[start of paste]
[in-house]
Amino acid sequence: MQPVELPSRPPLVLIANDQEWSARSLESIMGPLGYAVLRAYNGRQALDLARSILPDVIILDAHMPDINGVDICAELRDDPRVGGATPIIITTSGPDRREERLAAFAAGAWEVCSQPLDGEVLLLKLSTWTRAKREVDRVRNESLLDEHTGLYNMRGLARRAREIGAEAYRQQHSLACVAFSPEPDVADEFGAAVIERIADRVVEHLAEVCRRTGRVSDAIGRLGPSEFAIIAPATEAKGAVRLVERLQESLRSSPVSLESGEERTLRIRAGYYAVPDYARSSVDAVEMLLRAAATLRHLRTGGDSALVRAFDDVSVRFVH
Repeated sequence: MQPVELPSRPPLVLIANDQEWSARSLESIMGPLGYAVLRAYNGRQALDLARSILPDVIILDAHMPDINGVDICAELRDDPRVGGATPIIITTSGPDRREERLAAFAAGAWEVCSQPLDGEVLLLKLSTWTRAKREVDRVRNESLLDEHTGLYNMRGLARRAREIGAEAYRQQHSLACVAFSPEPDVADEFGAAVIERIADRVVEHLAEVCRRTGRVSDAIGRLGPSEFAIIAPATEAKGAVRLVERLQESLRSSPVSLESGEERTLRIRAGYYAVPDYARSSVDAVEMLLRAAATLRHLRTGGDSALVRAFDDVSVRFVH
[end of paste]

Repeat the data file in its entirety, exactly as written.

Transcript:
[in-house]
Amino acid sequence: MQPVELPSRPPLVLIANDQEWSARSLESIMGPLGYAVLRAYNGRQALDLARSILPDVIILDAHMPDINGVDICAELRDDPRVGGATPIIITTSGPDRREERLAAFAAGAWEVCSQPLDGEVLLLKLSTWTRAKREVDRVRNESLLDEHTGLYNMRGLARRAREIGAEAYRQQHSLACVAFSPEPDVADEFGAAVIERIADRVVEHLAEVCRRTGRVSDAIGRLGPSEFAIIAPATEAKGAVRLVERLQESLRSSPVSLESGEERTLRIRAGYYAVPDYARSSVDAVEMLLRAAATLRHLRTGGDSALVRAFDDVSVRFVH
Repeated sequence: MQPVELPSRPPLVLIANDQEWSARSLESIMGPLGYAVLRAYNGRQALDLARSILPDVIILDAHMPDINGVDICAELRDDPRVGGATPIIITTSGPDRREERLAAFAAGAWEVCSQPLDGEVLLLKLSTWTRAKREVDRVRNESLLDEHTGLYNMRGLARRAREIGAEAYRQQHSLACVAFSPEPDVADEFGAAVIERIADRVVEHLAEVCRRTGRVSDAIGRLGPSEFAIIAPATEAKGAVRLVERLQESLRSSPVSLESGEERTLRIRAGYYAVPDYARSSVDAVEMLLRAAATLRHLRTGGDSALVRAFDDVSVRFVH